This retrospective drug-use evaluation was conducted at 8 of the acute care hospitals of the Fraser Health Authority in British Columbia. In total, these 8 hospitals have about 2500 acute care beds. The study protocol was approved by the Fraser Health Research Ethics Board.

The primary outcome was the proportion of patients with a prescription for long-acting risperidone for injection for whom the drug was prescribed appropriately, according to the following 4 criteria: patient had an approved indication for therapy, dosing interval was appropriate, dose-escalation schedule was appropriate, and patient received antipsychotic supplementation (Table 1). The first criterion (approved indication for therapy) was based on the manufacturer’s product monograph for long-acting risperidone for injection7 and the special authority requirements of British Columbia’s drug coverage program, PharmaCare. The PharmaCare special authority program assesses patients’ situations on a case-by-case basis, and grants full benefit status for medications dispensed in the community if they are prescribed for specific clinical indications. The provincial requirements were included because it would be problematic to discharge a patient with limited  financial resources with a prescription for a relatively expensive medication, such as long-acting risperidone for injection, without ensuring that he or she would have adequate financial support in the community. The remaining 3 criteria for appro­priate prescribing were based on dosing recommendations in the product monograph. Achievement of all 4 criteria was required for designation of prescribing as appropriate.

The following secondary outcomes were also determined: proportion of patients with documented predischarge approval from PharmaCare for special authority drug coverage for risperidone, length of the hospital stay, number of doses of risperidone received during the admission, initial dose of risperidone received in hospital, and number of antipsychotic medications prescribed before admission and at the time of discharge from hospital. The investigators also wanted to determine if there was an overall reduction in the use of oral antipsychotics, as long-acting risperidone for injection is expected to reduce the number of medications taken orally, following appropriate dosage titration.
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Table 1. Criteria for Appropriate Prescribing of Long-Acting Risperidone for Injection

Criterion


Indicationt Dosing interval* Dose
escalation schedule* Antipsychotic supplementation*

Details


Schizophrenia or related psychotic
disorder
12-16 daysafter previous injection

Notmore frequently than every 25-28 days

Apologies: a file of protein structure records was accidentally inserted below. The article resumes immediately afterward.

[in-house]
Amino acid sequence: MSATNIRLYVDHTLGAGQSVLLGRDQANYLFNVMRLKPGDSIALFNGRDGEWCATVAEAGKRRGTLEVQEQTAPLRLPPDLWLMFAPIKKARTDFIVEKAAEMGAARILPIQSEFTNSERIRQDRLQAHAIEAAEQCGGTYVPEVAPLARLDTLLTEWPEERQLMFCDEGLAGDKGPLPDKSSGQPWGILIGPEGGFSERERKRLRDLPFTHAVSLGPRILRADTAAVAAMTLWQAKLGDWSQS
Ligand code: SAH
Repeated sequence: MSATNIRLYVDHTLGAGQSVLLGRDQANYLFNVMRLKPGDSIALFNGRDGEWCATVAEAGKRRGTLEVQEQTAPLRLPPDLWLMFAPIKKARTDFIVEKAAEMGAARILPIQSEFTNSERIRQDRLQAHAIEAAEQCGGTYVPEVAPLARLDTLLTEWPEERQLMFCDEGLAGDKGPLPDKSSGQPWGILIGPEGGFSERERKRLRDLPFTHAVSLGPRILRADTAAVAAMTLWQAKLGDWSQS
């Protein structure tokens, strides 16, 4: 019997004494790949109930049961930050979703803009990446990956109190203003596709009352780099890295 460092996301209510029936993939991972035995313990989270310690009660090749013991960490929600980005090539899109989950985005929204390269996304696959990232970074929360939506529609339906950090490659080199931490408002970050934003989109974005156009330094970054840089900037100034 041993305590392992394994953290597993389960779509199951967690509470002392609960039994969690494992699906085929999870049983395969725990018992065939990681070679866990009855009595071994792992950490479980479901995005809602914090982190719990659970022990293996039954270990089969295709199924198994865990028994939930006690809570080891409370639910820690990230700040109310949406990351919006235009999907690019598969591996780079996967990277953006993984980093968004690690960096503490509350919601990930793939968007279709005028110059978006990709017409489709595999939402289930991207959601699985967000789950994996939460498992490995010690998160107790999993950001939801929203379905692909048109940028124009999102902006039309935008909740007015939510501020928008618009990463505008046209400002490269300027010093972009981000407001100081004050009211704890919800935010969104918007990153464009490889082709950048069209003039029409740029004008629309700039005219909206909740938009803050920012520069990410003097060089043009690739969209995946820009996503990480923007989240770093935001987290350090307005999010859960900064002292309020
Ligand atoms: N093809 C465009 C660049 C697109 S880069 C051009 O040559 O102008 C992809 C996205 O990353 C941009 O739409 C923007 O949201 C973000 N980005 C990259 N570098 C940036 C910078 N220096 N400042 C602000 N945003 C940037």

Oral
antipsychotic supplementation for at least
18-21 days after first injection OR

Conventional long-acting antipsychotic by injection within 5 days
before receiving first injection of risperidone

Patients for whom long-acting risperidone for injection was prescribed between July 1, 2007, and July 22, 2008, as recorded in the computer system of each acute care hospital, were eligible for the study. Each patient’s chart and electronic record were screened to determine if he or she met the study’s eligibility criteria. Patients were included if they had been newly started on long-acting risperidone for injection during the index hospital admission. Patients were excluded if they had received this drug formulation at any time within the 6 weeks before the index admission. Patients were also excluded if there were insufficient data in their health records to allow full assessment of the criteria for appropriateness of prescribing. For example, if a patient was discharged soon after receiving his or her first dose and there were no medication-related discharge notes, it was not possible to determine if the dosing interval had been every 2 weeks, if dosage increases had been ordered no sooner than every 4 weeks, or if there was sufficient overlap with oral antipsychotic supplementation for at least 3 weeks. suhagra

A standardized data collection form was used to record relevant patient information. Descriptive statistics, including means and standard deviations for proportional prevalence data, are reported here. After the results were compiled and analyzed, the study investigators planned to meet with stakeholders from physician, pharmacy, and nursing groups to discuss how prescribing of this agent might be improved and to promote appropriateness of use, if needed.